Whether a company succeeds or fails in the long term often comes down to culture. What is the company culture? Is it collaborative? Is it a hierarchy? Is it toxic?
The examination of company culture has grown in to a multi-million dollar dream for consultants across the country. The best way to change or improve organizational culture is a hotly discussed topic at conferences and leadership retreats.
And it’s for good reason. Disengagement in the US at at an all time high, with 70% of employees who are disengaged with their work. That disengagement is costing the economy as much as $550 Billion per year! This is clearly a problem that needs to be solved if we are to grow and innovate in the ways that will support the economy in the coming century.
You’ve probably heard of lots of ways to fix engagement issues and improve your culture. Some will advise you to offer more perks, like coffee or more vacation time. Some will advise you to try and provide services your employees need to help their daily lives, like on-site day care centers or gym facilities. Some advise you to flatten out your organization and let employees cross-train across various areas.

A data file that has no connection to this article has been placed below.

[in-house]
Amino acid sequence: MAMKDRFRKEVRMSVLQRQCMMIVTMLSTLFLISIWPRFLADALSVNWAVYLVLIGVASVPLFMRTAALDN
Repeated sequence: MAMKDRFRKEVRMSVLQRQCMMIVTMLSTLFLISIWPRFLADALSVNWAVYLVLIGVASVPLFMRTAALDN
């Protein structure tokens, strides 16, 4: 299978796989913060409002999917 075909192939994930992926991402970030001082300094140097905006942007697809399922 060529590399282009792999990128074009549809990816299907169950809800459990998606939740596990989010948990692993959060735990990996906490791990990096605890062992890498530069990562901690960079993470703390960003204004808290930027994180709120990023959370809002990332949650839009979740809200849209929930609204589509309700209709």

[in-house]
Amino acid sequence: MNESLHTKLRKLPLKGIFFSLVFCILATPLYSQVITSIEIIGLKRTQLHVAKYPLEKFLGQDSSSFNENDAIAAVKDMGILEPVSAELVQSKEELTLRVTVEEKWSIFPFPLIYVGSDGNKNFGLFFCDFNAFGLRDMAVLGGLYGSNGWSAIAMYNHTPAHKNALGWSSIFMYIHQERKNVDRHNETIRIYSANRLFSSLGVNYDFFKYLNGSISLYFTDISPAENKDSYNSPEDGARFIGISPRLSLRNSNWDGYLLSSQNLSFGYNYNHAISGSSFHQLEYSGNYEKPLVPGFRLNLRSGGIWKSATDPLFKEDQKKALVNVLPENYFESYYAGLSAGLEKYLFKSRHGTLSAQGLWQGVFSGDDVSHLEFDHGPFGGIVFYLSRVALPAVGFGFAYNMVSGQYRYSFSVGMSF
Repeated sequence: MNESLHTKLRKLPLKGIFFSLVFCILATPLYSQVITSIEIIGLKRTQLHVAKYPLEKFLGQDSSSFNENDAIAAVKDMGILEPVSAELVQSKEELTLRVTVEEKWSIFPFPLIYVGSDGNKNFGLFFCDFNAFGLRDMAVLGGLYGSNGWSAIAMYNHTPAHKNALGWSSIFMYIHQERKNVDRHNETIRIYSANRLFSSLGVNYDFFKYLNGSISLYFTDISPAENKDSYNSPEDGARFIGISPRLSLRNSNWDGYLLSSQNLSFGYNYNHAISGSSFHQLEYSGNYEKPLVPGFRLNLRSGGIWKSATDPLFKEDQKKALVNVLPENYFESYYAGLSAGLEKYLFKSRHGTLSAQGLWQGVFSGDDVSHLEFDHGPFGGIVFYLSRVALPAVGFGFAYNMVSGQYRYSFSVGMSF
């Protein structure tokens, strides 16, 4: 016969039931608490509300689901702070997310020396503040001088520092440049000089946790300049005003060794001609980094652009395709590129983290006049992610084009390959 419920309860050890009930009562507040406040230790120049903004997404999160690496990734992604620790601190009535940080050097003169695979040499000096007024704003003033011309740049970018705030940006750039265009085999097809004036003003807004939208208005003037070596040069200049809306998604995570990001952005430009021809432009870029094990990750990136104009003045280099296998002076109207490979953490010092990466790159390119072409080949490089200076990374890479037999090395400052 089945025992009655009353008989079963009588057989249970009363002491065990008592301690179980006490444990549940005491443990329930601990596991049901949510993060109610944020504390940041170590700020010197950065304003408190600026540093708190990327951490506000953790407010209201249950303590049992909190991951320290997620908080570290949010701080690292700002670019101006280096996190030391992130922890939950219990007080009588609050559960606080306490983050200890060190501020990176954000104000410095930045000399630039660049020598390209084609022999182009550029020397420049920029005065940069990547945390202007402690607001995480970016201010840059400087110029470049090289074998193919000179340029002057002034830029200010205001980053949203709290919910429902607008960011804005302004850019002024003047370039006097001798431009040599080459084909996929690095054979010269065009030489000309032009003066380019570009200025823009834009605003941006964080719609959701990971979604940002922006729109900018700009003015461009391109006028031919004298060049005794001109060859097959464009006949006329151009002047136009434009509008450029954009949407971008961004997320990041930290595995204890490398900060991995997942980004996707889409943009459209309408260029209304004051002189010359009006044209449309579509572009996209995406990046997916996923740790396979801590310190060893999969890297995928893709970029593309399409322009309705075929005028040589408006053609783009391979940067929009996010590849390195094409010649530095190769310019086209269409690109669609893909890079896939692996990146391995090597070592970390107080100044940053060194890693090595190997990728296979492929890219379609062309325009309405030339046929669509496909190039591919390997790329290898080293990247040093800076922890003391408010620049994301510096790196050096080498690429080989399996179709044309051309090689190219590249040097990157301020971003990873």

These are all interesting ideas, and some of them may be more effective than others. But have you ever thought about the idea of Fairness? What is fairness, and how can it help with employee disengagement? Marco Alvera has some great ideas on what fairness is, what it is not, and how it can have a tremendous impact on your organizational culture.
It turns out that the risk that employees have been forced to shoulder more of in the last few decades across the American economy may be one of the biggest barriers to truly exceptional employee performance. Check out Marco’s TED talk to learn more.